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Atlanta, Georgia, USA

June 19 – June 23, 2017

Doctoral Consortium at the International Conference on Computational Creativity 2017 (DC@ICCC17)

The Doctoral Consortium (DC) is a one-day workshop designed to nurture PhD students by providing them with opportunities to explore the field, receive feedback on their emerging work, and connect with researchers and other students. We invite submissions from students at all stages of their candidature, from just starting out to writing up. Students will have the option of writing a one-page abstract on their work and delivering a lightning talk (2 minutes) on the main themes of their in-progress research, or of submitting a short paper (4 pages) and giving a longer (10 minute) talk. It is recommended, but not required, that those who are in the early-to-mid stages of their candidature choose the first option, while those whose work has begun producing results should opt for the second. We expect to accept ~5 short papers for presentations, and reserve the right to accept submitted papers at the lightning talk level. After the presentations we will break into small groups, each led by an experienced computational creativity researcher. The consortium will close with a panel of those researchers discussing issues pertaining to how to conduct computational creativity research.


We have applied to the US National Science Foundation for support for the DC, including some funds that are allocated to support student travel expenses. If you are a student interested in these funds to attend the DC please contact the DC committee at We welcome applications from PhD candidates worldwide, however this funding is only available to students who are either a) studying at a US institution or b) US citizens. We are actively seeking another source of funding to help support students from outside the US, and will provide an update if and when this becomes available.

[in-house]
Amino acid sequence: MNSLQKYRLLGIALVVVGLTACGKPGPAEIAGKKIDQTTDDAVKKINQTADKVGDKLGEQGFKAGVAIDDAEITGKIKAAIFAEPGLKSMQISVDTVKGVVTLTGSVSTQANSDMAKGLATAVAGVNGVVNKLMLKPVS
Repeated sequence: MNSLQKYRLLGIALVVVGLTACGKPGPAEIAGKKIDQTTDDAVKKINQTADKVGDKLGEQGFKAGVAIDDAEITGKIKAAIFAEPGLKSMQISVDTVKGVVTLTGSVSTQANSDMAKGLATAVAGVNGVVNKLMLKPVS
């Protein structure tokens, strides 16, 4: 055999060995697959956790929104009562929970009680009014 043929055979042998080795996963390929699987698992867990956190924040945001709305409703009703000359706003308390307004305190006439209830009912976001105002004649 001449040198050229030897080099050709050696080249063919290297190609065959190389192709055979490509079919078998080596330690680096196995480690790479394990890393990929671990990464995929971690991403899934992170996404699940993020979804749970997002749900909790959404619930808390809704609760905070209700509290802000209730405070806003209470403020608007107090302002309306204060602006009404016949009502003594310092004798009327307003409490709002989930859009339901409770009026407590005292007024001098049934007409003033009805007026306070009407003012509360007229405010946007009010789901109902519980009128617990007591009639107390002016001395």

To apply, please submit the following materials, as a single PDF, via

1. A Cover Page (containing your PhD topic and area, your institution, when you started your candidature, and your supervisory team.

2. A CV (max 1 page) listing your education, background, experience, and (if you have them) publications.

3. ONE of the following two options:

a. (if the student wishes to give a 2-minute lightning talk on their research) An extended abstract (max 1 page) describing their research and situating it within the field of computational creativity.
b. (if the student's research is advanced enough that they wish to give a 10 minute talk on their output): A short paper in ICCC format (as per but with a max length of 4 pages) describing their research, situating it within the field of computational creativity, and presenting any preliminary results.

4. A letter of recommendation (max 1 page) from your supervisor including an assessment of the status of your research and (if necessary) a justification of how it relates to computational creativity.

Important Dates

Submissions due: May 1st, 2017
Acceptance notification: May 5th, 2017
Camera-ready copies due: June 19th, 2017
Conference: June 19 – June 23, 2017
Doctoral Consortium: June 19, 2017


Location: GVU Cafe

Session 1 (8:45am-10:00am):
* Introduction and meet-your-mentor (30mins)
* Paul Bodily, “Human-Level Concept Learning for Musical Metacreativity in Lyrical Sectional-Form Symbolic Music” (10min talk + 5min questions)
* Ben Burtenshaw, “AI Stories: An Interactive Narrative System for Children” (10min talk + 5min questions)
* Mikhail Jacob, “Towards Lifelong Interactive Learning For Open-Ended Co-creative Embodied Narrative Improvisation” (10min talk + 5min questions)

(Refreshments 10:00am-10:30am)

Session 2 (10:30am-12:10pm):
* Tristan Strange (via Skype), “The Blackboard Model, Representation and Computational Creativity”, (4min talk + 4min questions)
* João Cunha, "Generation of Concept-Representative Symbols”, (4min talk + 4min questions)
* João Gonçalves, "A Computational Model for Concept Integration”, (4min talk + 4min questions)
* Matej Martinc, "Creative Software Blending", (4min talk + 4min questions)
* Nyoman Dewi Pebryani, "Digitization of Material Culture: Form and Content Geringsing Textile Pattern”,(4min talk + 4min questions)
* Cuneyt Yavuz, "Semantic Web and Computational Creativity”, (4min talk + 4min questions)
* Duri Long, "Informal Learning with Co-Creative Agents in Museums, (4min talk + 4min questions)
* Ethan Hilton "Teaching Engineering Students Sketching Using an Online AI Tutor”, (4min talk + 4min questions)
* Tiago Machado, "Cicero - A mixed-initiative tool for AI general assisted game design”, (4min talk + 4min questions)
* Pegah Karimi, "Generating Creative Designs by using Generative Adversarial Networks during Design Tasks", (4min talk + 4min questions)
* Nicholas Peter Velissaris "Making a choice: establishing a poetics of choice-based narratives”, (4min talk + 4min questions)

(Lunch 12:10pm-1:30pm)

Session 3 (1:30pm-2:45pm):
* Mentor-led small group discussions

(Refreshments 2:45pm-3:15pm)

Session 4 (2:45pm-4:55pm):
* Mentor panel, “How to get a PhD in computational creativity”

Supported by ACC logo

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